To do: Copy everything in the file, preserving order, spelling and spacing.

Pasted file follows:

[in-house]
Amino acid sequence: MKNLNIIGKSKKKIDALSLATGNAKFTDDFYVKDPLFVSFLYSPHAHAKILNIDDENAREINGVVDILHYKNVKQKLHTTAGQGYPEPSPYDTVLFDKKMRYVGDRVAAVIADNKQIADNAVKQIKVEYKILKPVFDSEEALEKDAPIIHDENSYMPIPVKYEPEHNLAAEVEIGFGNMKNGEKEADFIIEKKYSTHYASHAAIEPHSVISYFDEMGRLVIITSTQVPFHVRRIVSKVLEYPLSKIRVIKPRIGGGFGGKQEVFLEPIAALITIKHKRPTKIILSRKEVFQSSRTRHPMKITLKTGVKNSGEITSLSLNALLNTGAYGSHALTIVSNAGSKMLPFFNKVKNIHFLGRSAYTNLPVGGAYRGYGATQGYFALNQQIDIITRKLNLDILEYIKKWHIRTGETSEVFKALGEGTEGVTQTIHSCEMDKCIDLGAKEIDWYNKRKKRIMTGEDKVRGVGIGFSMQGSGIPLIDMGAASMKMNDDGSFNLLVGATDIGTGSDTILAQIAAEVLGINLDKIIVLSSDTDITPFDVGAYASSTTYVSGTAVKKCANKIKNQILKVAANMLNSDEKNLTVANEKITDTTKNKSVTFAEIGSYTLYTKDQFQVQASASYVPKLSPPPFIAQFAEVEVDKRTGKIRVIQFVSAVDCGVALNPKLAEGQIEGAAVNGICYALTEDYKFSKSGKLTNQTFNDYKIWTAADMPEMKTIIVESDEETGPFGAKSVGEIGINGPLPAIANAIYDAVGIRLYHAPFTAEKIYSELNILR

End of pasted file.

[in-house]
Amino acid sequence: MKNLNIIGKSKKKIDALSLATGNAKFTDDFYVKDPLFVSFLYSPHAHAKILNIDDENAREINGVVDILHYKNVKQKLHTTAGQGYPEPSPYDTVLFDKKMRYVGDRVAAVIADNKQIADNAVKQIKVEYKILKPVFDSEEALEKDAPIIHDENSYMPIPVKYEPEHNLAAEVEIGFGNMKNGEKEADFIIEKKYSTHYASHAAIEPHSVISYFDEMGRLVIITSTQVPFHVRRIVSKVLEYPLSKIRVIKPRIGGGFGGKQEVFLEPIAALITIKHKRPTKIILSRKEVFQSSRTRHPMKITLKTGVKNSGEITSLSLNALLNTGAYGSHALTIVSNAGSKMLPFFNKVKNIHFLGRSAYTNLPVGGAYRGYGATQGYFALNQQIDIITRKLNLDILEYIKKWHIRTGETSEVFKALGEGTEGVTQTIHSCEMDKCIDLGAKEIDWYNKRKKRIMTGEDKVRGVGIGFSMQGSGIPLIDMGAASMKMNDDGSFNLLVGATDIGTGSDTILAQIAAEVLGINLDKIIVLSSDTDITPFDVGAYASSTTYVSGTAVKKCANKIKNQILKVAANMLNSDEKNLTVANEKITDTTKNKSVTFAEIGSYTLYTKDQFQVQASASYVPKLSPPPFIAQFAEVEVDKRTGKIRVIQFVSAVDCGVALNPKLAEGQIEGAAVNGICYALTEDYKFSKSGKLTNQTFNDYKIWTAADMPEMKTIIVESDEETGPFGAKSVGEIGINGPLPAIANAIYDAVGIRLYHAPFTAEKIYSELNILR